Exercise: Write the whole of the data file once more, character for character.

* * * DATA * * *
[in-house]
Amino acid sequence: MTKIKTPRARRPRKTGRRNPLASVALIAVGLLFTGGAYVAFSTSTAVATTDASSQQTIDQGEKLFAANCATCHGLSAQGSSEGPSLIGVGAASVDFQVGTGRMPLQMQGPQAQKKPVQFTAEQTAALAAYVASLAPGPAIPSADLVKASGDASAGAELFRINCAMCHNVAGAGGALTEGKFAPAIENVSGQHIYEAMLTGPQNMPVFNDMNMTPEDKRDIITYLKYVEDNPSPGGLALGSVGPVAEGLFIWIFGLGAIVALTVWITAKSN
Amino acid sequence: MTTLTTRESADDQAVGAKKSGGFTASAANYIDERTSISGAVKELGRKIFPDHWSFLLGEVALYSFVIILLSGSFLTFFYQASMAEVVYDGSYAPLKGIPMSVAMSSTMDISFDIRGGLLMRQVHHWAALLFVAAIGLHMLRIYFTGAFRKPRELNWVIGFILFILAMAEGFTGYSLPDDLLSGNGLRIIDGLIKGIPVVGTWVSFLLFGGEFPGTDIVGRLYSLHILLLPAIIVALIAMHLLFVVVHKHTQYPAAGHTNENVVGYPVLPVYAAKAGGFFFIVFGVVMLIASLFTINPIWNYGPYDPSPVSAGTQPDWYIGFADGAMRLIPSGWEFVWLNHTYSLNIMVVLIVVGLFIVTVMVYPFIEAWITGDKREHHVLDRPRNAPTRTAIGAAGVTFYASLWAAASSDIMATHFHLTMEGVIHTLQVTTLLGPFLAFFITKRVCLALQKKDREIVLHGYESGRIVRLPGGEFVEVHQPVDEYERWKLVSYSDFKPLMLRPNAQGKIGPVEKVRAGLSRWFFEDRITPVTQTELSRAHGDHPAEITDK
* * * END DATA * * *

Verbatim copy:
[in-house]
Amino acid sequence: MTKIKTPRARRPRKTGRRNPLASVALIAVGLLFTGGAYVAFSTSTAVATTDASSQQTIDQGEKLFAANCATCHGLSAQGSSEGPSLIGVGAASVDFQVGTGRMPLQMQGPQAQKKPVQFTAEQTAALAAYVASLAPGPAIPSADLVKASGDASAGAELFRINCAMCHNVAGAGGALTEGKFAPAIENVSGQHIYEAMLTGPQNMPVFNDMNMTPEDKRDIITYLKYVEDNPSPGGLALGSVGPVAEGLFIWIFGLGAIVALTVWITAKSN
Amino acid sequence: MTTLTTRESADDQAVGAKKSGGFTASAANYIDERTSISGAVKELGRKIFPDHWSFLLGEVALYSFVIILLSGSFLTFFYQASMAEVVYDGSYAPLKGIPMSVAMSSTMDISFDIRGGLLMRQVHHWAALLFVAAIGLHMLRIYFTGAFRKPRELNWVIGFILFILAMAEGFTGYSLPDDLLSGNGLRIIDGLIKGIPVVGTWVSFLLFGGEFPGTDIVGRLYSLHILLLPAIIVALIAMHLLFVVVHKHTQYPAAGHTNENVVGYPVLPVYAAKAGGFFFIVFGVVMLIASLFTINPIWNYGPYDPSPVSAGTQPDWYIGFADGAMRLIPSGWEFVWLNHTYSLNIMVVLIVVGLFIVTVMVYPFIEAWITGDKREHHVLDRPRNAPTRTAIGAAGVTFYASLWAAASSDIMATHFHLTMEGVIHTLQVTTLLGPFLAFFITKRVCLALQKKDREIVLHGYESGRIVRLPGGEFVEVHQPVDEYERWKLVSYSDFKPLMLRPNAQGKIGPVEKVRAGLSRWFFEDRITPVTQTELSRAHGDHPAEITDK